To comply with all the GDPR parameters it is necessary to be aware of all the information stored within the corporate network, all the details of local regulations which were vastly influenced by the European law, as well as know if a company acted in accordance with the norms. The readiness to comply depends on all these factors. Small businesses which never worked with loads of data and never needed to introduce corporate regulations and integrate a security system have to acknowledge the thoroughness of adaptation. Large businesses which are used to drawing out as much information as possible to be ahead of competitors are challenged to conform to GDPR.
Jaguar Land Rover might have become the first victim of the EU rules. In May 2018 the data of 647 employees containing the details on upcoming dismissals were exposed to colleagues. Some countries didn't acknowledge the significance of data regulations until GDPR was created. For example, in Lebanon the idea of data protection is still quite vague. There were no comprehensive regulations, no limits regarding data usage. Many countries have no stringent guidance on information storage. Collection and processing of personal data left unattended by the legislation cause multiple questions during adaptation.
What can happen when there are no unified instructions on personal data management:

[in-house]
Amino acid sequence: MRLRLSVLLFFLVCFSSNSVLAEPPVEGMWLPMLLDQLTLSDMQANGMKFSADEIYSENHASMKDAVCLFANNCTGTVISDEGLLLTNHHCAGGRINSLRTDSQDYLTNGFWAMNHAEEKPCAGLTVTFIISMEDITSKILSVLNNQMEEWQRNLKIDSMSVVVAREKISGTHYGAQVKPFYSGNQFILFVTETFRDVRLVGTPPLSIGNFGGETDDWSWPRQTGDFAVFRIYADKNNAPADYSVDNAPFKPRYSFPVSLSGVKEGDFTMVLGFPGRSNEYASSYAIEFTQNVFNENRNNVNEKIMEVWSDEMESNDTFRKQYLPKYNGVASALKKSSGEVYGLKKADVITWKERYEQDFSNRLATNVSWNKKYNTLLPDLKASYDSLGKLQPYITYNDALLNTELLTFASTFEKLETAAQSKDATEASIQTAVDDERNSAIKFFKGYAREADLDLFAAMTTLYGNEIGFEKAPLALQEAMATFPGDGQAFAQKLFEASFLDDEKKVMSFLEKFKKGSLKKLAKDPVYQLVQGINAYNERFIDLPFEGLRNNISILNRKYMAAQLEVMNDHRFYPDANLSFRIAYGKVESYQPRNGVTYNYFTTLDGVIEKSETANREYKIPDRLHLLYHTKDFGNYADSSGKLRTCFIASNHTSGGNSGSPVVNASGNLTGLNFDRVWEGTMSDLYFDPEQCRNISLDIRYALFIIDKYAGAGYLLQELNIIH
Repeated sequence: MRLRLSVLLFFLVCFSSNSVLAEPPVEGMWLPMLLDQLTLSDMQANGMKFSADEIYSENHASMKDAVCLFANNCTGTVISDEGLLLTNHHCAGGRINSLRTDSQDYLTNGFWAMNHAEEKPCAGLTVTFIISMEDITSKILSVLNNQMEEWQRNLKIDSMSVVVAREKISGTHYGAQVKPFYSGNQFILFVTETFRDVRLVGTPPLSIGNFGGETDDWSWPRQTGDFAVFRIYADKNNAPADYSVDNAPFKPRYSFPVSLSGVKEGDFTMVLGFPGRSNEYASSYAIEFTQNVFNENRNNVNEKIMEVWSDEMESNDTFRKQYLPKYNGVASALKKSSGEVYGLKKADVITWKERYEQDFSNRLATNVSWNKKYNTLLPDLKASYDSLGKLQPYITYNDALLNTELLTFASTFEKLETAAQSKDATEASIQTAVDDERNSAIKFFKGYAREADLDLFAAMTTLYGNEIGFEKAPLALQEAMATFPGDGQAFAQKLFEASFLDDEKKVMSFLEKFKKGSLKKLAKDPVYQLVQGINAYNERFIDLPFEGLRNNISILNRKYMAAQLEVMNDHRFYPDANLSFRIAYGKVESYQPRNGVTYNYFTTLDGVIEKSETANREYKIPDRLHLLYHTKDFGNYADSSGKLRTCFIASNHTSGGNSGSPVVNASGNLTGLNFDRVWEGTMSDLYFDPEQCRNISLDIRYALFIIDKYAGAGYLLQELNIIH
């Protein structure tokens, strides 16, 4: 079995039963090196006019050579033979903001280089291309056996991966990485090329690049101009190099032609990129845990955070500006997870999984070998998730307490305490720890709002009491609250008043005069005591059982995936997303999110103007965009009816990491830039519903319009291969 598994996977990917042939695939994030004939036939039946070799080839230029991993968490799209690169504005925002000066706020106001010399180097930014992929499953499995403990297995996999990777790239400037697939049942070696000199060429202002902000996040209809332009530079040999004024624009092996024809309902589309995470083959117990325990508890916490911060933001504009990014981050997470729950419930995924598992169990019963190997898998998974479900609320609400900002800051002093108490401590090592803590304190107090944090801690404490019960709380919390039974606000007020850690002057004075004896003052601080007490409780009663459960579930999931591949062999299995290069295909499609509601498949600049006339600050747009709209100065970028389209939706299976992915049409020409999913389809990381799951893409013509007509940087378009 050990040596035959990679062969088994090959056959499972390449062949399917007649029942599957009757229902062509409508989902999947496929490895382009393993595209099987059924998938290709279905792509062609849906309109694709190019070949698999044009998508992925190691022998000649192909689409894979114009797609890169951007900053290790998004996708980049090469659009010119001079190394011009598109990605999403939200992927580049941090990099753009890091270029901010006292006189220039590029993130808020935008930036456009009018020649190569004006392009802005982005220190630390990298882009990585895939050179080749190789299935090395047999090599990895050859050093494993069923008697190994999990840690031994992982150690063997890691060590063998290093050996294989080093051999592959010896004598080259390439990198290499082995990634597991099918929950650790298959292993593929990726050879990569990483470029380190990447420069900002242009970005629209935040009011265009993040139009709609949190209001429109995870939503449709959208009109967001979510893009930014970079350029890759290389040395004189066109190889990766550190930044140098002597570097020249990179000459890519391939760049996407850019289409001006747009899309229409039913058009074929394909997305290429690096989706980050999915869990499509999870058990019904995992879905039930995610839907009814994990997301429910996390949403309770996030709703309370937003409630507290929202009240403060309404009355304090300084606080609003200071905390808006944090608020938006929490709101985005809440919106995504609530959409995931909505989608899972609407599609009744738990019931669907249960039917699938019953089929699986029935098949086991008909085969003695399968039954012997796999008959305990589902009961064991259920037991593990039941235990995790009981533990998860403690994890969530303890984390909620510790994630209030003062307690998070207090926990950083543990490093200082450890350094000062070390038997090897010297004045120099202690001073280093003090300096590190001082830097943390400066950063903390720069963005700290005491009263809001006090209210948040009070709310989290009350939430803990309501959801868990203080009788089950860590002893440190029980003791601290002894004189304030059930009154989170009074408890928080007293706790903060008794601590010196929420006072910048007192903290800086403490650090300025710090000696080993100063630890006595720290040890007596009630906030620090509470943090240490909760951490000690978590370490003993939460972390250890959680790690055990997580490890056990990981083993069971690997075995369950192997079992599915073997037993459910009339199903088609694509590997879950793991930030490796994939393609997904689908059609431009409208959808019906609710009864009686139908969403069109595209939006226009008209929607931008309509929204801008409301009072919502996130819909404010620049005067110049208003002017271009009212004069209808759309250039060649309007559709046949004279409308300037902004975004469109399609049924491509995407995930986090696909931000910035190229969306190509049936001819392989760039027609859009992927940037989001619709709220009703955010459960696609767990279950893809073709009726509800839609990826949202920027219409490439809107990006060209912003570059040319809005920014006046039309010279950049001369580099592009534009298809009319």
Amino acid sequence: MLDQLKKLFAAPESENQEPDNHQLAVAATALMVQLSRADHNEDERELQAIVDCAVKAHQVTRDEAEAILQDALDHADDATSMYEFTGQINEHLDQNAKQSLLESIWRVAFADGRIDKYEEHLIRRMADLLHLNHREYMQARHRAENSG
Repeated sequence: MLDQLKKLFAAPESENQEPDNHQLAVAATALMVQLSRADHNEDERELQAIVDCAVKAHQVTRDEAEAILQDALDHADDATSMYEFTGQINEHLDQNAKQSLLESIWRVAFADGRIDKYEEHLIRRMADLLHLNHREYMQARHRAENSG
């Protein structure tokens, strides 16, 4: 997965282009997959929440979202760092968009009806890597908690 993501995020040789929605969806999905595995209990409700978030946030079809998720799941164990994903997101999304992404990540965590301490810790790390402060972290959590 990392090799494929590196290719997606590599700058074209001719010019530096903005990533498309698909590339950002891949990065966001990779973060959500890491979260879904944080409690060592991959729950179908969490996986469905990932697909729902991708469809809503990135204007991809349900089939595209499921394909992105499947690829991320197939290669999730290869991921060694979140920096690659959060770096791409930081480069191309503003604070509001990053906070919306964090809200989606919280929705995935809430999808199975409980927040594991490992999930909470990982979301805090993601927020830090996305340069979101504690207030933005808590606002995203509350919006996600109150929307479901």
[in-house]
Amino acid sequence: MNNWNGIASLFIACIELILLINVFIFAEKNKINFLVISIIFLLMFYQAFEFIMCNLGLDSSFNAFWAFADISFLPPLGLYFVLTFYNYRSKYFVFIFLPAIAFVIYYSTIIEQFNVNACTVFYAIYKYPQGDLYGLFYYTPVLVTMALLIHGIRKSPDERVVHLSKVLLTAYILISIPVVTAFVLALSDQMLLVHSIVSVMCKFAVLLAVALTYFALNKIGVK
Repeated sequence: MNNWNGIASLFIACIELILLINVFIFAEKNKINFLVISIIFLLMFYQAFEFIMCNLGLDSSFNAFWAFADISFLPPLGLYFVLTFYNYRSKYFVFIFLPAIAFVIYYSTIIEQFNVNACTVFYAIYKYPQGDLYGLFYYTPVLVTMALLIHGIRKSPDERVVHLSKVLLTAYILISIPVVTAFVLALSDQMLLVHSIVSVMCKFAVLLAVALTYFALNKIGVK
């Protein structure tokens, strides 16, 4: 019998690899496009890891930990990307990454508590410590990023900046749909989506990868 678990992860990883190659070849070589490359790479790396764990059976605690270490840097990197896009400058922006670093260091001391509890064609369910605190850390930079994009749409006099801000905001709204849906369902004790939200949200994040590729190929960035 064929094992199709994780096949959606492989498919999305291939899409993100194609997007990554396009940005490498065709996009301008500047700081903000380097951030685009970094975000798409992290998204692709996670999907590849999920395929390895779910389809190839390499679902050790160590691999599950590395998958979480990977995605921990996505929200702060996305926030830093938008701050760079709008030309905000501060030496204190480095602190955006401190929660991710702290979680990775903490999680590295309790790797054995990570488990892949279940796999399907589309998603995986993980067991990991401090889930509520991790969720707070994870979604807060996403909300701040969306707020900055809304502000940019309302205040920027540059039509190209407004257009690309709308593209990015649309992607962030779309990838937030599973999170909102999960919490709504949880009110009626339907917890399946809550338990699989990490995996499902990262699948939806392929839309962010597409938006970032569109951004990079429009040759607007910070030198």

Personal details of 14 million clients get leaked
On 14 January 2018 names, emails, phone numbers and trip information of 14 million Careem customers was compromised. In April the company announced the incident ensuring that credit card data wasn't affected while stored on another server. When the transportation network had to answer why the leakage was reported only after a few months the representatives referred to complicated and time-consuming investigations.
Personal data of 90,000 Lebanese expats managed by a third party
Ministry of Foreign Affairs and Emigrants asked Lebanese expats to register on the website to take part in the elections. Minister Sehnaoui exploited the emigrants' database and filled in their details. Nicolas Sehnaoui denied his involvement although he provided no statement on what was really happening. Due to a misaddressed email it was revealed that some people used the same phone number while registering emigrants. The authentication was implemented incorrectly, Sehnaoui avoided commenting on the incident and personal data was processed bypassing the minimum confidentiality requirements.
Hundreds of fans in front of your house
In June 2018 the address of Mohamed Salah's home in Egypt appeared to be leaked on Facebook. The football player chose to greet the people outside his house and sign some autographs.
GDPR can bring positive changes to data security, make businesses report incidents as soon as they occur and oblige to assign employees responsible for data protection.
Leading information security officers and compliance managers should take the preparatory process seriously since not all companies understand what it takes to conform to GDPR standards. The new data protection methods are to be introduced, innovative ways of access monitoring, computer expertise can be applied and DLP systems can be integrated. Now is the very moment when the exacting control of data transfer channels is a measure which must be taken to facilitate the adaptation to the new rules.
Sergey Ozhegov is CEO of SearchInform.